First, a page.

Getting it DUN – By Alexis Girvan
Flexibility is my family’s middle name. Every summer, my family unites in my mom’s SUV to head to Lake Placid, NY for a Girvan family favorite summer event: The Iron Man Triathlon. As one of the most recognized endurance events in the world, the Iron Man never disappoints: A 2.4 mile double loop along pristine Mirror Lake, 112 miles of biking into the Keene Valley, and a 26.2 mile trek on foot in the hills of Lake Placid. Grueling, to say the least – and an unparalleled demonstration of determination and commitment.
So… my family doesn’t actually RUN the race. Rather, the four of us, in baseball caps and rubber gloves, serve as veteran gear bag and med-tent volunteers. Our flexibility is key in the endeavor. The race requires approximately 4,500 volunteers and the roles are endless – from passing off spare tires, to massaging cramped feet, to catching men going down in the post-race refreshment tent. Every year 2,000 racers complete this feat – sometimes bloody, sometimes blistered, but never without inspiring hundreds of spectators to head to the sign up line for next year’s race.
Last year, I left more inspired than ever. As we walked away from the finishers’ oval, I decided to set my own “stretch” goal. I penned it in my journal on the ride home: by July 30th, 2010, I’d be training for a marathon. Big commitment for a girl in a post-college semi-slump. After having run a half marathon my senior year, I’d struggled to stay fit, let alone in any kind of racing shape. But by Fall of 2009, the life-giving education of our wellness clinic and the living, breathing examples that surrounded me started to sink in. I attended a running workshop and started learning a more efficient technique for my running. By January 31st, feeling more equipped than ever, I secured a training buddy and was on my way toward a marathon in May.
Flexibility called again. My training partner hit some setbacks and we had to re-examine race goals. With a Spring marathon out of the picture and the Summer months already packed, it looked like the race was going to have to be bumped to the Fall. I was torn between keeping the commitment I’d made to myself and staying flexible for my running partner. Either way, I knew I needed to keep running. So I signed up for Boston’s Run to Remember Half Marathon, attempting to keep things moving forward.
Four days before the race, I was on the phone with my mom: “Training just hasn’t been what I wanted. I’ve been having some weird chest pains, and I feel heavier on my feet than I have in the last few months. Maybe this half marathon is not a good idea.” I tried to visualize both scenarios: not running, “staying flexible,” and spending another month or so in training – or running on race day, completing the goal, and keeping the commitment I’d made to myself, even if I had to slow to a crawl to finish. “Well, you could be flexible,” she said, as she always lovingly does. “There is always another race…”
This is when the ever-flexible had to hold taut. Flexibility truly is an asset in its right context – being flexible for a friend who needs to change an appointment, or moving the date of an event to accommodate for a group’s schedule. But there are times when it becomes a detriment – like when you are getting out of a deadline, or squeaking out of something you’ve committed to. I was so close to playing Gumby and doing what I do best, but my personal goal gnawed at my heart. “Nope,” I said to my Mom, “I’m running it.” I went out, bought myself a new pair of running shorts, and recommitted once more to keeping the goal I’d penned.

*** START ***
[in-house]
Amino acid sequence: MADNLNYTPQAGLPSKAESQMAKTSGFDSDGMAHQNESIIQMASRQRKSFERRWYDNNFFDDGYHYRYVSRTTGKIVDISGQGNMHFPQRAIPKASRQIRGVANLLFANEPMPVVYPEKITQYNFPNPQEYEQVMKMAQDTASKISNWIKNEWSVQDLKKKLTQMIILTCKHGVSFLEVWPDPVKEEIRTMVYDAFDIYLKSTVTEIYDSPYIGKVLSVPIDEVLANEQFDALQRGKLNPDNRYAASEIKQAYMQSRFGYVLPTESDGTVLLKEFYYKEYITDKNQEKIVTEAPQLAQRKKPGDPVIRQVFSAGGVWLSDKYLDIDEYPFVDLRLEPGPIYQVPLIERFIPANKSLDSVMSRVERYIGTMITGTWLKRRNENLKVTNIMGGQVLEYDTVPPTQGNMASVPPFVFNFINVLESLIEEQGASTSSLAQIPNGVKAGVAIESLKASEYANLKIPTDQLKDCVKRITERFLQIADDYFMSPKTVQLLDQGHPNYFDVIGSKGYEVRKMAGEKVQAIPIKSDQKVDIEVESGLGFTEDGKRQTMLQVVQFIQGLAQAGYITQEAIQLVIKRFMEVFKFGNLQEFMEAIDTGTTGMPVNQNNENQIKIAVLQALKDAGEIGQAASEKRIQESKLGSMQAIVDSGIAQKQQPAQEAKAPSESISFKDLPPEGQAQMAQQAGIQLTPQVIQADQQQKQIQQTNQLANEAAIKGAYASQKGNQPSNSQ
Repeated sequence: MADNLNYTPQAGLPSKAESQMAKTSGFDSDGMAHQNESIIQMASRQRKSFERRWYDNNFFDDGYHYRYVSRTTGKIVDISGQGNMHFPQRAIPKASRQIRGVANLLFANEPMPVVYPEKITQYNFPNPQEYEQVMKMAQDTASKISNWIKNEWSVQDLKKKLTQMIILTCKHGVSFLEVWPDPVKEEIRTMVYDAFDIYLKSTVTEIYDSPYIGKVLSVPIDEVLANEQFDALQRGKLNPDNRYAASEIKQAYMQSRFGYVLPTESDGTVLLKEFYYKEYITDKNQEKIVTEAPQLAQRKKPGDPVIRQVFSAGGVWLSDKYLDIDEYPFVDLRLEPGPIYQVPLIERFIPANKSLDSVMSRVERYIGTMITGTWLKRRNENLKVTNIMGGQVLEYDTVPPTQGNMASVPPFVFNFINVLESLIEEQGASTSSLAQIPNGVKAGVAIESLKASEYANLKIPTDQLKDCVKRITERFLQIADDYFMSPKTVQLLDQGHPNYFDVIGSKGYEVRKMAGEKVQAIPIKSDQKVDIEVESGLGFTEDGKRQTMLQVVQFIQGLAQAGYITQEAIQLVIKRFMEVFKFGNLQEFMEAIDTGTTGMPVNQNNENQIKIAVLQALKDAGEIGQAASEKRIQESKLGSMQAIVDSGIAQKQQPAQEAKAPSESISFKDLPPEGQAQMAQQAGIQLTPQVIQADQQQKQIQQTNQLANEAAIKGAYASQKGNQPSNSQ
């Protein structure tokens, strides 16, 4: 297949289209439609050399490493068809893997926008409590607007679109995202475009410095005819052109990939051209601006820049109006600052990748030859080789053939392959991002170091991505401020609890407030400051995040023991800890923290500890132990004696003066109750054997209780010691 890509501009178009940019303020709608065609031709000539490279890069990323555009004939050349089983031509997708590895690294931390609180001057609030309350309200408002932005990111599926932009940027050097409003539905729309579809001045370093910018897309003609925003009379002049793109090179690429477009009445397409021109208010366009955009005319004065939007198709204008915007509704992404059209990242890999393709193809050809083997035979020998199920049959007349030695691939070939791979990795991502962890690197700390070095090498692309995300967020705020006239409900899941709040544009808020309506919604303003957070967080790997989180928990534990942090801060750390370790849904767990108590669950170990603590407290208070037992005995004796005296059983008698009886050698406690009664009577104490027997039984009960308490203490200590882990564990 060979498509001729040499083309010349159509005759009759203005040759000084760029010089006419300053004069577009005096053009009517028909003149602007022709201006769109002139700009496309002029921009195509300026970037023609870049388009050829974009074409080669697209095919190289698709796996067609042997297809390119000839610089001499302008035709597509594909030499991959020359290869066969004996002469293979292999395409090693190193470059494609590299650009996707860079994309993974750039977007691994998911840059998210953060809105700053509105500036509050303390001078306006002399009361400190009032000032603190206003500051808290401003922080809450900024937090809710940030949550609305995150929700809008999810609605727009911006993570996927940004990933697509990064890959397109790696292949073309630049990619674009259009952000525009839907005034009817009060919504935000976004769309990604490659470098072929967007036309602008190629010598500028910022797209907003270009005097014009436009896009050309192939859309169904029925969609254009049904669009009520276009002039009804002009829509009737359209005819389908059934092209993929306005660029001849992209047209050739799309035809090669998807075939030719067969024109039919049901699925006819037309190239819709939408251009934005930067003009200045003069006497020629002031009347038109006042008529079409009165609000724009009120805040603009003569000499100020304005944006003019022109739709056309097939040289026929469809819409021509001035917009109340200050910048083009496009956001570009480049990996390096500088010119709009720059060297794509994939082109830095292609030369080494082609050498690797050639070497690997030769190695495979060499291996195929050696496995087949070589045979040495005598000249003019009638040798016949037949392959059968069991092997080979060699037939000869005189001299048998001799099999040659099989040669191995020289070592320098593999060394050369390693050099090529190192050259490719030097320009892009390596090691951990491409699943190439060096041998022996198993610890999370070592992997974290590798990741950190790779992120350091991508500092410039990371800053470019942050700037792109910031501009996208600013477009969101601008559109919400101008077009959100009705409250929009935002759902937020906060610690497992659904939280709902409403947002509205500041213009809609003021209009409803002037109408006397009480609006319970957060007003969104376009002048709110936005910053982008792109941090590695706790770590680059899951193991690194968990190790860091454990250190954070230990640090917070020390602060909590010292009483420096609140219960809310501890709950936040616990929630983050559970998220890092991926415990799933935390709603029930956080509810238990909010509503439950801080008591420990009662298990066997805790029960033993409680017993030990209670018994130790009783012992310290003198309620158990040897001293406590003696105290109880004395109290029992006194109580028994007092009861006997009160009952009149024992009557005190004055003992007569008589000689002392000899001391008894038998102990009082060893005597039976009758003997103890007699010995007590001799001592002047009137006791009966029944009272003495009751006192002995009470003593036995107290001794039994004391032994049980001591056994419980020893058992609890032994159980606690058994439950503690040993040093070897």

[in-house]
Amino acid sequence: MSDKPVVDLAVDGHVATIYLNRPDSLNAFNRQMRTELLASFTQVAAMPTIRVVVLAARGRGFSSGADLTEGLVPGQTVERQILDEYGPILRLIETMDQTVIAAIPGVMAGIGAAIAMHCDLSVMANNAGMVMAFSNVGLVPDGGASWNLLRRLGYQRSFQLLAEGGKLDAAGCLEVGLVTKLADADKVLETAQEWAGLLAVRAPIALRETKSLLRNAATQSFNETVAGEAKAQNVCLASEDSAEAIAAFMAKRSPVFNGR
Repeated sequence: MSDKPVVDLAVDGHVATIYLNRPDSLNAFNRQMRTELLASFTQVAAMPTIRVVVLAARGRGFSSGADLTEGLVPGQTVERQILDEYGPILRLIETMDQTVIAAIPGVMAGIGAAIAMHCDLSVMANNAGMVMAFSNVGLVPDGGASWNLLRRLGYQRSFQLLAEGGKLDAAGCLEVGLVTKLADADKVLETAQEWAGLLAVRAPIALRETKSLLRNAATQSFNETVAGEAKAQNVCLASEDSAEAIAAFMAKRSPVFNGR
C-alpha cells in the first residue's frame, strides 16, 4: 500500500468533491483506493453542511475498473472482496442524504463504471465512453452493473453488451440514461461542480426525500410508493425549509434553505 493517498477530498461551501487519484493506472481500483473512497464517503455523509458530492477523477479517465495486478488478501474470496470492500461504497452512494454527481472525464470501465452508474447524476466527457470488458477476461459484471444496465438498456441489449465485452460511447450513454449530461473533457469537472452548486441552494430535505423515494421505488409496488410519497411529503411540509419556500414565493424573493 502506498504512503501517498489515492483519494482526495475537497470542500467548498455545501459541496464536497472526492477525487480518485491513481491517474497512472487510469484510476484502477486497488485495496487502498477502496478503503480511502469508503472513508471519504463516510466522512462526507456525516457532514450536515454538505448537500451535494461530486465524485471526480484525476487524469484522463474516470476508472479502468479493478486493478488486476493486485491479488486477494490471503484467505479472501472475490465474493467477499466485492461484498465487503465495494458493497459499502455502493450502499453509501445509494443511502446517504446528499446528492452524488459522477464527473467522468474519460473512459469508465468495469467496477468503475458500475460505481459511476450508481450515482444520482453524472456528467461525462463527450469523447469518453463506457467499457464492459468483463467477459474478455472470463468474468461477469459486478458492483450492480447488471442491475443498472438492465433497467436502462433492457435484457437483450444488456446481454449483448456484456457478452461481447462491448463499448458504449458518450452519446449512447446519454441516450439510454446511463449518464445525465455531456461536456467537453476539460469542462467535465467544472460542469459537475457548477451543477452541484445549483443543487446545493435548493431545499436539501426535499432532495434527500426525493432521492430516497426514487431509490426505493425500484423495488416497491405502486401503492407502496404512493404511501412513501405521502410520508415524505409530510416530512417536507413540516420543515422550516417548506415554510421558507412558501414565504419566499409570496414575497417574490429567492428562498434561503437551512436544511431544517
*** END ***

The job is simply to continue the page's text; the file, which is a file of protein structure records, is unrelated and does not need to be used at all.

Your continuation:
Race day came. Emily, my racing partner, and I danced for practically the first mile and a half stretch as 8,000 people began to spread their strides along Memorial Drive. “One Fine Day” cranked on my iPod, the sun sat on our shoulders, and the breeze off the river gave runners its patronage. Honestly, if I ran that race solely to experience the high of those first 15 minutes, it would have all been worth it. By Mile Eight, I started looking for more water stations than were on the course. At Mile Ten, I hit a wall. Condemning thought processes started in, the blister on my foot started to smart, and my new, cute running shorts were starting to chafe…but I knew I had to finish. I’d chosen to do this race. No one chose it for me. And no one would finish it for me, either. Two hours and eleven minutes later, we crossed over the finish line. Goal completed.
Overwhelm. Relief. Elation. In the sea of race numbers and water bottles, GU wrappers and orange peels, my mind played over the last 2 hours, and the last 2 months. The hours of training, the long Sunday runs, small yes’s I’d said to run “just another mile.” I realized then that the victory for me was far beyond this finish line. The real win came in knowing that finally, I’d gotten serious about a personal commitment. Finally I’d bent all of my energy to silence my excuses. And finally, it had all paid off. Yes, there will be a time and place for flexibility – frequently. But personal goals also have their place. And when the call for committment is answered, the reward runs further than any racer ever could.
Maybe you’ve been thinking about a summer 5K– or maybe you are looking to cut down your mile time and qualify for next year’s Boston Marathon. Either way, Wednesday June 23rd from 6:30-8:30 PMis a workshop you wont want to miss. Dr. Ryan Hewitt, along with Danny Vadala of North Shore Crossfit, will be teaching the FREE workshop entitled Running on Air: The Secrets of Healthy Running Technique. Whether you are a novice runner or a seasoned athlete, you’ll benefit from learning some of the most efficient, natural techniques for running. Give our office a call to sign up: 978.927.8466. Then choose your goal – and stick to it.